Odyssey Logistics & Technology Corp. v. Iancu
Odyssey filed the 678 patent application in 2004. After several procedural disputes and appeals, the Patent Board reversed an examiner’s rejections. The Technology Center Director issued an “examiner’s request for rehearing.” Odyssey did not address the merits, objecting to the procedural propriety of the request, and requesting reconsideration. Odyssey eventually made merits arguments, but without waiting for the Board’s decision, it sought judicial review. Odyssey filed its 603 application in 2006. After a final rejection of all claims, Odyssey appealed and filed a petition demanding that the examiner make certain evidence part of the written record and supplement his responses. The examiner further explained his decision. The Technology Center Director dismissed the petition as moot. Odyssey believed that the examiner’s answer to its appeal brief included new grounds for rejection. The Technology Center Director dismissed that assertion. Rather than filing a brief replying to the examiner’s answer, Odyssey sought judicial review. The PTO amended its rules of practice in ex parte appeals; final rules were published in November 2011, applicable to all ex parte appeals filed on or after January 23, 2012. Odyssey challenged the legality of these amendments. The Federal Circuit affirmed the dismissal of all three claims. In the first two counts, Odyssey was challenging actions not yet final before the Board; the Board could provide Odyssey with an adequate remedy, and if not, Odyssey had remedies under 35 U.S.C. 141 or 145. Count III was untimely under 28 U.S.C. 2401, the six-year statute of limitations for a facial APA challenge, which runs from the date the regulations were published. The complaint was filed in January 2018. View "Odyssey Logistics & Technology Corp. v. Iancu" on Justia Law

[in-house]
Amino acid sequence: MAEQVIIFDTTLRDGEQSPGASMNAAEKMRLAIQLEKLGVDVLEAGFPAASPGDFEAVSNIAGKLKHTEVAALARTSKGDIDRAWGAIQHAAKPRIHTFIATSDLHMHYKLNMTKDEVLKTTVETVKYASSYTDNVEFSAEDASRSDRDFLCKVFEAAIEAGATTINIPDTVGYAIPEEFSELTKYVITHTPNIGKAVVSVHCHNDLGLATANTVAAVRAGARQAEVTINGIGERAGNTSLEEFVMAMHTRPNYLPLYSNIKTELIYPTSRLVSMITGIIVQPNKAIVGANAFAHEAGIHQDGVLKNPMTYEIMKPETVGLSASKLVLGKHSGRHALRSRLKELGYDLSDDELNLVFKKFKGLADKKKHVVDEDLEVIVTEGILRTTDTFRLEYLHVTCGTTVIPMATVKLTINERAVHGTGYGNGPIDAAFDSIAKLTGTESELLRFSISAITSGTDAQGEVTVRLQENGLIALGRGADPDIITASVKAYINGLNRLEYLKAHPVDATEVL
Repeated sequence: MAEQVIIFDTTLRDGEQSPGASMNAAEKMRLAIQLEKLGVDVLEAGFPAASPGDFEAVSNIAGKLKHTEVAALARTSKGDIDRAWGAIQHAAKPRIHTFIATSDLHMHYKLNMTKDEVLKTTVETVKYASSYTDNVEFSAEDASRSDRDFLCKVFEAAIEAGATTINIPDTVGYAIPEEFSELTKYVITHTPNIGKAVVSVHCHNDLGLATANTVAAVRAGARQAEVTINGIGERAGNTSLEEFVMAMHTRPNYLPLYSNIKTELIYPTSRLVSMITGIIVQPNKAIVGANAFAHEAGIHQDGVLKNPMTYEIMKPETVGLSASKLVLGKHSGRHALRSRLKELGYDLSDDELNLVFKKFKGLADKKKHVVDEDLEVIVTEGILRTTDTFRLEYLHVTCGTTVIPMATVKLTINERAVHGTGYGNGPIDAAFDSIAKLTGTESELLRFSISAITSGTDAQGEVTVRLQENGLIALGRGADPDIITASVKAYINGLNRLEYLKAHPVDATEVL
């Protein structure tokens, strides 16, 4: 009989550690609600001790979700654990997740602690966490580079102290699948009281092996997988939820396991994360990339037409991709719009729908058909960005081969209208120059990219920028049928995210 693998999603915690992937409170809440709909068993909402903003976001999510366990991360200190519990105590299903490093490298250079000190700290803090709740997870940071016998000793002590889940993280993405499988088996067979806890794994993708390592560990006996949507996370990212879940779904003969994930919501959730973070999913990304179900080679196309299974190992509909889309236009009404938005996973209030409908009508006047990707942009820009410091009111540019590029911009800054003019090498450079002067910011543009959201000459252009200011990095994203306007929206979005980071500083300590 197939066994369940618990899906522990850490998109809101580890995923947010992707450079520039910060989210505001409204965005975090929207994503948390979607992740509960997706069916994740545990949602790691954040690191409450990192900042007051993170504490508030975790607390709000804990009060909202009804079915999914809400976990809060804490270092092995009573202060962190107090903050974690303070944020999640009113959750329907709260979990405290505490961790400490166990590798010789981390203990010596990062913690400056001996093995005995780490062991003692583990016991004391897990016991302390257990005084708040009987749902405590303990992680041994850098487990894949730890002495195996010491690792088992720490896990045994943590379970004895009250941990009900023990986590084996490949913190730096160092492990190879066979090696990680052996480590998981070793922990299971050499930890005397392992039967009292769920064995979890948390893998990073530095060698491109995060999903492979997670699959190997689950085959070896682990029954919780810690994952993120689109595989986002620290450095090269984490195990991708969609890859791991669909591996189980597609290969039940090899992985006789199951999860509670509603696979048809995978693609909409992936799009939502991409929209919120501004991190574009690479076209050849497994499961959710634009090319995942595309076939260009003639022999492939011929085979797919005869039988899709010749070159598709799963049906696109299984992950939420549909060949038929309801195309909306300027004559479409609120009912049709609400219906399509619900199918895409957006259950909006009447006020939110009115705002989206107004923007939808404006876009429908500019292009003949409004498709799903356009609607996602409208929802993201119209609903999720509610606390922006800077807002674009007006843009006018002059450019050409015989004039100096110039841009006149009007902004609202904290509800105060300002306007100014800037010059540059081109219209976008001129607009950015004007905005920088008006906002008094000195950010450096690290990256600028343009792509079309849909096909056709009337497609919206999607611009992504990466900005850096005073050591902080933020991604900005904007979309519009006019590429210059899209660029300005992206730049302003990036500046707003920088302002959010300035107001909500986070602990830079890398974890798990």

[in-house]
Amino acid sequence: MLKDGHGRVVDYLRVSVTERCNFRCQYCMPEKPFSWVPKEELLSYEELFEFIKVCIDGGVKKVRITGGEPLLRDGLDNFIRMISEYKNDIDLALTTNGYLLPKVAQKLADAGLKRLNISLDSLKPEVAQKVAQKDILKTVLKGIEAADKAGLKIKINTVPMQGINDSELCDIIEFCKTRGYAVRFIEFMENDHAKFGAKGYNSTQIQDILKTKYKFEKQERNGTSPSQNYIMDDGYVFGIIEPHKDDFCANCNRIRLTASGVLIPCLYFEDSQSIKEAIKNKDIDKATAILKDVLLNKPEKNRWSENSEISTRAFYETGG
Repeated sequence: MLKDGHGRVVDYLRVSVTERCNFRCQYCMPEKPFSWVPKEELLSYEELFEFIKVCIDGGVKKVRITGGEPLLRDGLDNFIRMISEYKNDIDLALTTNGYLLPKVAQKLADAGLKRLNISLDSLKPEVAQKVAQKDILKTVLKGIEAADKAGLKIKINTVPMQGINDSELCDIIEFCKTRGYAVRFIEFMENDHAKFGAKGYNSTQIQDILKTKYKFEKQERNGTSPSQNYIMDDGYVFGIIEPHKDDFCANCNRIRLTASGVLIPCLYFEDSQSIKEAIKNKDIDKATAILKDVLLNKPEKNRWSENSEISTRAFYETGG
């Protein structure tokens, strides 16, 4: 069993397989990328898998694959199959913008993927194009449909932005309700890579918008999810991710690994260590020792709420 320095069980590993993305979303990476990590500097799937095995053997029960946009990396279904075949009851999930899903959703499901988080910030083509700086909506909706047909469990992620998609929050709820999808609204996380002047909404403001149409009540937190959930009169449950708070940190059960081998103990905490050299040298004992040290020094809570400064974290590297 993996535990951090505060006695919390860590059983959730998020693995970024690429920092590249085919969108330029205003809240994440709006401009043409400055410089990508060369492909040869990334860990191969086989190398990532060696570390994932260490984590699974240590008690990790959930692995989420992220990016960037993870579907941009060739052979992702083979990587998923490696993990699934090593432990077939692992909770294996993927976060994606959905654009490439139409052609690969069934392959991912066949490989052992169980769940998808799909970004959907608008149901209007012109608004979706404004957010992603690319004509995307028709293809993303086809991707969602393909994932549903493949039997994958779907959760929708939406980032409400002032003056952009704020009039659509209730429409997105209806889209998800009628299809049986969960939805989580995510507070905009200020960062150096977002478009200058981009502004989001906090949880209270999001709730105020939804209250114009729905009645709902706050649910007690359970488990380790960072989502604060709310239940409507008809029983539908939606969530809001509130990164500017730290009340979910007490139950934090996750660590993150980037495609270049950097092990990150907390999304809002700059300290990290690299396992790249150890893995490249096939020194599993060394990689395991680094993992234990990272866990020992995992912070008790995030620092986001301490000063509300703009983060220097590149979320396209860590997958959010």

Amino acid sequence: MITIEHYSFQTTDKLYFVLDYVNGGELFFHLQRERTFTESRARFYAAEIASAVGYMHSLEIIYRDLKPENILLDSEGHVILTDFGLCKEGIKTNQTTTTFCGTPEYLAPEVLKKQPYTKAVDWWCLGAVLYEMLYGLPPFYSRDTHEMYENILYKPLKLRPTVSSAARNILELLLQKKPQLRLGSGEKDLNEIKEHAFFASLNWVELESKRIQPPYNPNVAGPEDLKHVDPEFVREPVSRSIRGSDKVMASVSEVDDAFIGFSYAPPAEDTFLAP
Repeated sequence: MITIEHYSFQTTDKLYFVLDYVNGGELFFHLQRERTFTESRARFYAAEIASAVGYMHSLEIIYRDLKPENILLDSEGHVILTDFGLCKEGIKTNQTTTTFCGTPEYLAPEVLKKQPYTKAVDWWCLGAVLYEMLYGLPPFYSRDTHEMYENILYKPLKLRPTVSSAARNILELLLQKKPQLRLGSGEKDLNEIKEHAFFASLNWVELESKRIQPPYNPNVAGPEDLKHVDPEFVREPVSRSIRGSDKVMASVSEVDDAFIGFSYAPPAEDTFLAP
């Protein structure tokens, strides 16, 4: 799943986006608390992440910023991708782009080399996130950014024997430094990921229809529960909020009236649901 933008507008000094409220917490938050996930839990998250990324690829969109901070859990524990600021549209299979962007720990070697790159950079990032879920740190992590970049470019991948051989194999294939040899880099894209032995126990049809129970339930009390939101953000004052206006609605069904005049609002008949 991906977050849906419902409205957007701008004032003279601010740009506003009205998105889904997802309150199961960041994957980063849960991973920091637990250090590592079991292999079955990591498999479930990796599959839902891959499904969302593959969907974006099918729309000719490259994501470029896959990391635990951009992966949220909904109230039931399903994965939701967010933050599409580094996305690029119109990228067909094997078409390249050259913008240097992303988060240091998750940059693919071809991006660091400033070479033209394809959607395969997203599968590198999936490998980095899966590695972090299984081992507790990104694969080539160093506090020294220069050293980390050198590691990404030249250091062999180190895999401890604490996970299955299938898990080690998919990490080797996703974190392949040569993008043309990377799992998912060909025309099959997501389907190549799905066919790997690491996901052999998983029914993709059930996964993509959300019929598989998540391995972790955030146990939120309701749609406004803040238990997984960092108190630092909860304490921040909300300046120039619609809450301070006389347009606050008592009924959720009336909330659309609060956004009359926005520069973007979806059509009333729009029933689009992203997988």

McRO, Inc. v. Bandai Namco Games America, Inc.
McRO’s patent describes a method for automatically generating animations, with a three-dimensional appearance, depicting lip movements and facial expressions. The method uses two basic building blocks: “phonemes” and “morph targets.” A “phoneme,” the patent explains, is “the smallest unit of speech, and corresponds to a single sound.” A “morph target” is a model of a mouth position—one “reference model” displays a “neutral mouth position,” while other models display “other mouth positions, each corresponding to a different phoneme or set of phonemes.” McRO sued several video game developers alleging infringement of three method claims of the patent. The district court held the claims invalid for ineligibility under 35 U.S.C. 101, but the Federal Circuit reversed. On remand, the district court ultimately held that the developers were entitled to summary judgment of noninfringement because the accused products do not practice the claimed methods and to summary judgment of invalidity because the specification fails to enable the full scope of the claims. The Federal Circuit affirmed the judgment of noninfringement, agreeing with the developers that the claim term “morph weight set” requires three-dimensional vectors. The court vacated the judgment of invalidity and remanded for further proceedings in light of, among other things, the developers’ offer to withdraw their counterclaims without prejudice. View "McRO, Inc. v. Bandai Namco Games America, Inc." on Justia Law